[Advaita-l] General Comments on Philosophical Discourse

Ramakrishnan Balasubramanian rama.balasubramanian at gmail.com
Wed May 9 14:41:03 CDT 2007

A quick mail based on discussions so far. I have written about this
before, but it seems this is unclear to many people. There are
multiple things involved in philosophical discourse. Let's look at it
from the advaitic-centric point of view:

1. Discussion with schools which do not accept all the pramaaNas used
by advaita, e.g, Buddhism, Jainism, etc.
2. Discussion with schools which accept the pramaaNas used by advaita,
but with some differences. E.g., nyAya-vaishShika considers the veda
subsidiary to logic
3. Discussion with schools which accept the pramANas used by advaita,
but disagree with the method of examination, e.g, bhedAbheda-vaada

In the discussion with the schools above, the first thing to see is if
they are self-consistent. What we mean by this is do they suffer from
logical defects like circular logic, infinite regress, etc. This is an
accepted fact in all schools, be they orthodox or non-orthodox.
Discussions of it can be found in some nyAya sUtras, and these are
accepted in toto by all schools. The fact is that these are nothing
more than simple common sense. So this is not even discussed by
shankara, or for that matter Ramanuja, etc. These are elementary
school stuff as far as these philosophers are concerned.

When shankara criticizes the vij~naanavaadins, he develops an
intricate argument showing that the momentariness of consciousness
leads inevitably to the problem of infinite regress. Note that there
is no mention of the veda, anubhava, or anything at all. The point is
simple: the system suffers from infinite regress, so it has to be
discarded. QED.

When shankara discusses with the logician, he being shankara, clearly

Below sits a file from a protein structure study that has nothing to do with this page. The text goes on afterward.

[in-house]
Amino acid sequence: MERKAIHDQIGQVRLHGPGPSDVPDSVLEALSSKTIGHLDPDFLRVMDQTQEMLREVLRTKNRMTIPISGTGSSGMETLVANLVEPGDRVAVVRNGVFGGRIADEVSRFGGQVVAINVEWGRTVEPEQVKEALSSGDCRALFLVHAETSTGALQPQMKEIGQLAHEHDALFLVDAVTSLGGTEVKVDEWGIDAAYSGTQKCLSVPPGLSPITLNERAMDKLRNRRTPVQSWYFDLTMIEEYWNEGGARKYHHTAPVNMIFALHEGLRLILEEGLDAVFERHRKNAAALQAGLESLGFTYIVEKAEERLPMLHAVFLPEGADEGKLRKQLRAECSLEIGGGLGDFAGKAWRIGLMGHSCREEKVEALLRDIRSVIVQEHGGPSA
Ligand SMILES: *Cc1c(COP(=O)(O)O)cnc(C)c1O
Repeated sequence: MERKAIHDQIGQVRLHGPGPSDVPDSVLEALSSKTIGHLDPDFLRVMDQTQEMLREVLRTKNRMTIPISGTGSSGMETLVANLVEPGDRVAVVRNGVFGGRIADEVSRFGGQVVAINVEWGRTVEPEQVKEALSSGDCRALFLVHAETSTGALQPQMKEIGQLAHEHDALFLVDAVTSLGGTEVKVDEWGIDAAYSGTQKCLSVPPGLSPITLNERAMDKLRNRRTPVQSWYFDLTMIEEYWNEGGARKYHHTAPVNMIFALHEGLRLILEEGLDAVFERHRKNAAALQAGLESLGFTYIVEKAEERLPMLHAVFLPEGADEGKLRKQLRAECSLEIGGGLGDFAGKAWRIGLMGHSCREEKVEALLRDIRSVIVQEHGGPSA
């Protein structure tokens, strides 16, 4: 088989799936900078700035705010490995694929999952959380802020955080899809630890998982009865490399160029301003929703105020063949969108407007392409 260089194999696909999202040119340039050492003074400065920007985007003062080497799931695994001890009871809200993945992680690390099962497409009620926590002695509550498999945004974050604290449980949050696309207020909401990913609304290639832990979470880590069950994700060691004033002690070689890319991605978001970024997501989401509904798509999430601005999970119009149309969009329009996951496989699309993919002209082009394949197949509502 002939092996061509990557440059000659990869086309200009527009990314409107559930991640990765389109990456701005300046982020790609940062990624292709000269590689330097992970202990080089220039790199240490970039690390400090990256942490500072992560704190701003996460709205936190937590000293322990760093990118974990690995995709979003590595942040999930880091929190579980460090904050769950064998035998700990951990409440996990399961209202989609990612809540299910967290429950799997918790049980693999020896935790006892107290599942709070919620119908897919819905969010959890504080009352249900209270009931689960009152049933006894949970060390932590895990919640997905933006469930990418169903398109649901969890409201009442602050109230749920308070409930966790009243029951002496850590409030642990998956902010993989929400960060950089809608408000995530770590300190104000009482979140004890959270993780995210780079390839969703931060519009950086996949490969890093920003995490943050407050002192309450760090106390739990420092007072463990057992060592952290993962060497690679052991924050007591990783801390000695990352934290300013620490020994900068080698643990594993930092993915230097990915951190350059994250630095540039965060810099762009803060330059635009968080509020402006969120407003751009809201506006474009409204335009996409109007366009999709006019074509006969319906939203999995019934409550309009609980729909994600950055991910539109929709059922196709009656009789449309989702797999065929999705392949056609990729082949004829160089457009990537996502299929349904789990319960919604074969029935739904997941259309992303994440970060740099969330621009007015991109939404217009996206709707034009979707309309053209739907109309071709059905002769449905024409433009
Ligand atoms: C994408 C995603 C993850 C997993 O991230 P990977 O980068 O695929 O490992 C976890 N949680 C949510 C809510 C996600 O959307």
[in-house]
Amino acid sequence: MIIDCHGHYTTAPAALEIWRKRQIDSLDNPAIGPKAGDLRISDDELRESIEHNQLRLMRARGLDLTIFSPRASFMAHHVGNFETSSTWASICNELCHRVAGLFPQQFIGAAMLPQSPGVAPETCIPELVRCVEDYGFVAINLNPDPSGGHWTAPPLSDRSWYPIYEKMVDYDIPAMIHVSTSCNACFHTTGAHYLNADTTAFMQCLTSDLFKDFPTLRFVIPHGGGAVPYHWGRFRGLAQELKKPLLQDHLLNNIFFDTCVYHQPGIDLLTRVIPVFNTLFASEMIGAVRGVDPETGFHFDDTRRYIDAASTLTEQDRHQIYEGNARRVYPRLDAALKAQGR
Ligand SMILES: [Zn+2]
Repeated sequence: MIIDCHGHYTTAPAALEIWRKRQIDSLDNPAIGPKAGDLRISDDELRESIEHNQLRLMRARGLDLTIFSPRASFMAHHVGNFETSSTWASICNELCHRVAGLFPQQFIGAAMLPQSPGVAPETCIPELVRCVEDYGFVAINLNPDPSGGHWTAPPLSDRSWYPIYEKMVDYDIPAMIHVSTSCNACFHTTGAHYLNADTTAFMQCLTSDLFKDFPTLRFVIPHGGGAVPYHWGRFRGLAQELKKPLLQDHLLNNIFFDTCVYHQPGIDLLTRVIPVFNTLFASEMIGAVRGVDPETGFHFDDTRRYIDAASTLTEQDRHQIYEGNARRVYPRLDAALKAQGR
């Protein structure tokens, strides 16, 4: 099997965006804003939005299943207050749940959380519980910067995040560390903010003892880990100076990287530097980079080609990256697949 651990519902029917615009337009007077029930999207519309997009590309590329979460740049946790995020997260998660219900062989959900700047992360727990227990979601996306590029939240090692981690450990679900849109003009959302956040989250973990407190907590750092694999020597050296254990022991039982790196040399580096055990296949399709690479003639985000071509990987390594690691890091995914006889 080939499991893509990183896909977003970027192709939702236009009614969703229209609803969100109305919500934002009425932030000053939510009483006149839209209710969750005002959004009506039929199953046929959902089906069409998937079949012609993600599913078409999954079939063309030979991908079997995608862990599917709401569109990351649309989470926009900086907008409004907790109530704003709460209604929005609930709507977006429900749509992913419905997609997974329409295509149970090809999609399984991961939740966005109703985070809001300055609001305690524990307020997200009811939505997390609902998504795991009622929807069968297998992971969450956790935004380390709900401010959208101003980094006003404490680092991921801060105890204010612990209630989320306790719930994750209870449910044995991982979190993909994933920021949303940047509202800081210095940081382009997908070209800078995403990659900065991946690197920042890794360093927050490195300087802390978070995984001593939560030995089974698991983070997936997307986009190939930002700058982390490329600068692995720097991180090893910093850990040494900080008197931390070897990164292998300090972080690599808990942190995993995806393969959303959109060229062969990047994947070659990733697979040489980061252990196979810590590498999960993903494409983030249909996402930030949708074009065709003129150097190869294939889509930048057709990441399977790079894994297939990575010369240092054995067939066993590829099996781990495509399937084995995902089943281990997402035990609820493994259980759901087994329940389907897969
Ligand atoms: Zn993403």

knows that *if* the fundamental premises of the logician hold, then
the logician is correct. So he goes straight to the heart of the
matter, viz. the fundamental premises. Do you accept the fundamental
premises/tarka of men, be they as renown as kaNAda or gautama, or do
you accept the fundamental premises/tarka of the veda? The veda wins,
at least in Shankaras view. This tarka wins purely because it is given
by the veda, and by that reason alone. The logic may use anubhava or
whatever, but the logic derives its legitimacy purely from the
attestation of the vedas.

The discussion with the third category above also includes what kind
of tarka can be used, but also includes other techniques such as
consistent interpretation of shruti passages. We need not go into
those details here.

The first thing is we cannot dismiss the vij~naanavaadins by using the
defect of circular logic, infinite regress, etc., and have the same
problem ourselves. So, unless we agree in this fundamental point,
there is no need to have any discourse.

Suppose, we agree that circular logic is evil. Coming back to the
paper, claim 1 is pretty simple: "avidyA cannot be due to the mind
superimposing the notions of pramAtR^i, pramANa and prameya on the
self, because the system which accepts this suffers from circular

There are the following possibilities:

1. Shankara accepts the avidyA is epistemic
2. Shankara does not accept avidyA is epistemic.

Let us assume 1 is true (just for the heck of it) and that I am a
dvaitin. First, prove to me that avidyA being epsitemic and still
following the description in claim 1, does not suffer from circular

My paper shows a) avidyA being epsitemic is circular logic and b)
Shankara does not accept avidyA is epsitemic. To disprove my pratij~nA
you have to disprove *both*. Disproving part a) of my pratij~nA
requires a hetu, and it's not good enough quoting random passages out
of context.


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